Association between asleep blood pressure and brain natriuretic peptide during antihypertensive treatment: The Japan Morning Surge-Target Organ Protection (J-TOP) study

Motohiro Shimizu, Joji Ishikawa, Yuichiro Yano, Satoshi Hoshide, Kazuo Eguchi, Shizukiyo Ishikawa, Kazuyuki Shimada, Kazuomi Kario

研究成果: ジャーナルへの寄稿記事

14 引用 (Scopus)

抄録

Background: Asleep blood pressure (BP) has been shown to better reflect cardiovascular risk than awake BP in hypertensive patients. This study investigated the correlation of brain natriuretic peptide (BNP) to asleep BP during antihypertensive treatment. Methods: In the Japan Morning Surge-Target Organ Protection (J-TOP) study, which was an open-label multicenter trial to compare bedtime or awakening dosing of candesartan (+ diuretics as needed) among individuals with home SBP higher than 135 mmHg, we evaluated 254 hypertensive patients who underwent ambulatory BP monitoring, and measured their BNP at baseline and after 6th month of treatment. Results: At follow-up, the decrease in log-transformed BNP was significantly related to the decrease in asleep SBP (r = 0.27, P < 0.001); the relationship remained significant (β = 0.20, P = 0.002) even after adjusting for the decrease in the awake SBP (β = 0.001, P = 0.991). When we divided participants by their time of candesartan administration, the relationship between the decrease in log-transformed BNP and asleep SBP was still significant in both the awakening-dosing group (β = 0.21, P = 0.028) and the bedtime-dosing group (β = 0.21, P = 0.029). Furthermore, this relationship was strong in the participants who were receiving diuretics. Conclusion: The decrease in BNP is associated with asleep BP reduction by candesartan (+ diuretics as needed) over and above the awake BP reduction, regardless of the time of administration.

元の言語英語
ページ(範囲)1015-1021
ページ数7
ジャーナルJournal of Hypertension
30
発行部数5
DOI
出版物ステータス出版済み - 5 1 2012

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Brain Natriuretic Peptide
Antihypertensive Agents
Japan
Blood Pressure
Diuretics
Therapeutics
Ambulatory Blood Pressure Monitoring
Multicenter Studies
candesartan

All Science Journal Classification (ASJC) codes

  • Internal Medicine
  • Physiology
  • Cardiology and Cardiovascular Medicine

これを引用

Association between asleep blood pressure and brain natriuretic peptide during antihypertensive treatment : The Japan Morning Surge-Target Organ Protection (J-TOP) study. / Shimizu, Motohiro; Ishikawa, Joji; Yano, Yuichiro; Hoshide, Satoshi; Eguchi, Kazuo; Ishikawa, Shizukiyo; Shimada, Kazuyuki; Kario, Kazuomi.

:: Journal of Hypertension, 巻 30, 番号 5, 01.05.2012, p. 1015-1021.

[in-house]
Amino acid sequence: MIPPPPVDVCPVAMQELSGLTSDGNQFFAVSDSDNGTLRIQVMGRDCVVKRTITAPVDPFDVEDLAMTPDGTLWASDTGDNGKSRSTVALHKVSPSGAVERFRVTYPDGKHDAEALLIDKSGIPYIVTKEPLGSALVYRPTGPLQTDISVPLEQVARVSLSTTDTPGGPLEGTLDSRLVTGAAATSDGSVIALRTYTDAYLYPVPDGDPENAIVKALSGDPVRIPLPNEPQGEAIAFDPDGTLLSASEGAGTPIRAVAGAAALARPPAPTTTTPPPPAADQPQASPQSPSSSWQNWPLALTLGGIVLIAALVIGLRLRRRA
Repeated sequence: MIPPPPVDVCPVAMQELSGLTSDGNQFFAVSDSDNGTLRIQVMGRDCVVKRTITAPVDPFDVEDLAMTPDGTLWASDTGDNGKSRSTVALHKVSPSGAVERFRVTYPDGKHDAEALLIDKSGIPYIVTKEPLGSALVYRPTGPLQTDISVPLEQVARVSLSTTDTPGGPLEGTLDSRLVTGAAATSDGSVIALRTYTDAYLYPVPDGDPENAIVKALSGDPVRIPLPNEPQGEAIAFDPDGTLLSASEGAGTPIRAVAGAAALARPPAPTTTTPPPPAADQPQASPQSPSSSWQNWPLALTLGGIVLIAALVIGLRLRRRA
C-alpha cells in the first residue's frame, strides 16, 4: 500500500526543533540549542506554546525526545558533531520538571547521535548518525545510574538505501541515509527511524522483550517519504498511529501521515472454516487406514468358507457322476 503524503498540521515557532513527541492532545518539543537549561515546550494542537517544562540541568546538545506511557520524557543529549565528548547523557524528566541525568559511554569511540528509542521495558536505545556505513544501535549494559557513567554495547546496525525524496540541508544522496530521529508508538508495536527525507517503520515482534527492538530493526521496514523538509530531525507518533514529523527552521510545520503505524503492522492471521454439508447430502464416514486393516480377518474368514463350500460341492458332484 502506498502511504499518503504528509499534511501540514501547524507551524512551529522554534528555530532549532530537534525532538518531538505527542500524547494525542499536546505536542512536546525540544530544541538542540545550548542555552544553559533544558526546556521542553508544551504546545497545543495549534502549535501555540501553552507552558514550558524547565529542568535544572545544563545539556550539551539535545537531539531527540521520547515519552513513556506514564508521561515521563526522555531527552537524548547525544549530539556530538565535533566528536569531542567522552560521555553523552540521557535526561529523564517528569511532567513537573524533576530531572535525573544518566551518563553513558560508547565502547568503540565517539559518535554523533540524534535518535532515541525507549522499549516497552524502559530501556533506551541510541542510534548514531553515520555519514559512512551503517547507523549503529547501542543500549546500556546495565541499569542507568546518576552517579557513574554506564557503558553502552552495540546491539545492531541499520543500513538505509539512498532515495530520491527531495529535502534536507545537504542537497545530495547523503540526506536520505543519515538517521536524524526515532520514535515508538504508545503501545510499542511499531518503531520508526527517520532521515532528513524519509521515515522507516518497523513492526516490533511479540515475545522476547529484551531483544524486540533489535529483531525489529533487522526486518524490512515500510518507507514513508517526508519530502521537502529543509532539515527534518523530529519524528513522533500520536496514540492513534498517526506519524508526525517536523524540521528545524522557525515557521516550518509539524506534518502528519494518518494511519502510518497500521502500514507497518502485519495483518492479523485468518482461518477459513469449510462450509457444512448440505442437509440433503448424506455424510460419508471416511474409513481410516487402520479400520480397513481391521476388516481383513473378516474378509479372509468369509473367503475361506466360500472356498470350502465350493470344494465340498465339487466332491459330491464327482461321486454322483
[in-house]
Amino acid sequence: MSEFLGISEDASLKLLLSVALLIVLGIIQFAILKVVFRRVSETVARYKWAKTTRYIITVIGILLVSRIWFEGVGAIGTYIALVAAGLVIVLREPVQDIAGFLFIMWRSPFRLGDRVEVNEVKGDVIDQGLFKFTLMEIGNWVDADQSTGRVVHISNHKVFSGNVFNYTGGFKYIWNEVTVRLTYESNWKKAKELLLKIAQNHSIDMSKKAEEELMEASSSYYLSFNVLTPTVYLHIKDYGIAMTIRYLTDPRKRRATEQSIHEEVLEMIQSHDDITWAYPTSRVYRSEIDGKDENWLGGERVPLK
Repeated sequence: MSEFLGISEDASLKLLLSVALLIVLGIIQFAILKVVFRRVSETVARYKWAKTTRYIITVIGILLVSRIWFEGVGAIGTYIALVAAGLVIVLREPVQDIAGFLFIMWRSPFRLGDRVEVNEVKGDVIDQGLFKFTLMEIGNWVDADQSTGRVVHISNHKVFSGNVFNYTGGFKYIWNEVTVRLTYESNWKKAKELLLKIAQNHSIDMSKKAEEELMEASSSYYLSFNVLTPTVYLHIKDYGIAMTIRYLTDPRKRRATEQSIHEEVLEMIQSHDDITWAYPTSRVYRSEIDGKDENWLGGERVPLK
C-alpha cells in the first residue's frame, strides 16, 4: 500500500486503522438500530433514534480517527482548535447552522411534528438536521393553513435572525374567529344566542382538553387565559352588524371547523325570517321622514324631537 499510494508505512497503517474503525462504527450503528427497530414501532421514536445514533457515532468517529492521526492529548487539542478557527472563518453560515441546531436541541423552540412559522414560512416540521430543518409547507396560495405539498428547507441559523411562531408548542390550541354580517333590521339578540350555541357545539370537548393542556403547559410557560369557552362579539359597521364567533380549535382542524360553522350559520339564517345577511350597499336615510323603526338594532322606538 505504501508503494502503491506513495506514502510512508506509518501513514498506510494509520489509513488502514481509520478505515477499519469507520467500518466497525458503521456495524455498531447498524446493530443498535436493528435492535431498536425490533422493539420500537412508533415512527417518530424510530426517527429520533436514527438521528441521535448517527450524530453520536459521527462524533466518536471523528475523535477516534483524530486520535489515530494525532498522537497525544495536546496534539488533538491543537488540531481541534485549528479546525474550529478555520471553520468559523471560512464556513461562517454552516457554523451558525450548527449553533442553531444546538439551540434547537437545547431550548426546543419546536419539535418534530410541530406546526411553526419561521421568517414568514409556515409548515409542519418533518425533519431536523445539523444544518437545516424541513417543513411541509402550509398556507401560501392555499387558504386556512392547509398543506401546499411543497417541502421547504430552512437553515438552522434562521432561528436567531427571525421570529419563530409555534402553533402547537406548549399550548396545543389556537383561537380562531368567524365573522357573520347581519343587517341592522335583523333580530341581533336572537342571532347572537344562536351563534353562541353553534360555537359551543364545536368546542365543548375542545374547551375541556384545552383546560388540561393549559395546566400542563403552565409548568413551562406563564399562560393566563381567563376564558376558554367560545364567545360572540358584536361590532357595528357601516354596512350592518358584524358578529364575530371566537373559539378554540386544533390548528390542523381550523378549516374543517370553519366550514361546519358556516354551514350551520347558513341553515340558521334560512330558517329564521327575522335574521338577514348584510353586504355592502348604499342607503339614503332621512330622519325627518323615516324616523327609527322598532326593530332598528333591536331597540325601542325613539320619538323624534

研究成果: ジャーナルへの寄稿記事

Shimizu, Motohiro ; Ishikawa, Joji ; Yano, Yuichiro ; Hoshide, Satoshi ; Eguchi, Kazuo ; Ishikawa, Shizukiyo ; Shimada, Kazuyuki ; Kario, Kazuomi. / Association between asleep blood pressure and brain natriuretic peptide during antihypertensive treatment : The Japan Morning Surge-Target Organ Protection (J-TOP) study. :: Journal of Hypertension. 2012 ; 巻 30, 番号 5. pp. 1015-1021.
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abstract = "Background: Asleep blood pressure (BP) has been shown to better reflect cardiovascular risk than awake BP in hypertensive patients. This study investigated the correlation of brain natriuretic peptide (BNP) to asleep BP during antihypertensive treatment. Methods: In the Japan Morning Surge-Target Organ Protection (J-TOP) study, which was an open-label multicenter trial to compare bedtime or awakening dosing of candesartan (+ diuretics as needed) among individuals with home SBP higher than 135 mmHg, we evaluated 254 hypertensive patients who underwent ambulatory BP monitoring, and measured their BNP at baseline and after 6th month of treatment. Results: At follow-up, the decrease in log-transformed BNP was significantly related to the decrease in asleep SBP (r = 0.27, P < 0.001); the relationship remained significant (β = 0.20, P = 0.002) even after adjusting for the decrease in the awake SBP (β = 0.001, P = 0.991). When we divided participants by their time of candesartan administration, the relationship between the decrease in log-transformed BNP and asleep SBP was still significant in both the awakening-dosing group (β = 0.21, P = 0.028) and the bedtime-dosing group (β = 0.21, P = 0.029). Furthermore, this relationship was strong in the participants who were receiving diuretics. Conclusion: The decrease in BNP is associated with asleep BP reduction by candesartan (+ diuretics as needed) over and above the awake BP reduction, regardless of the time of administration.",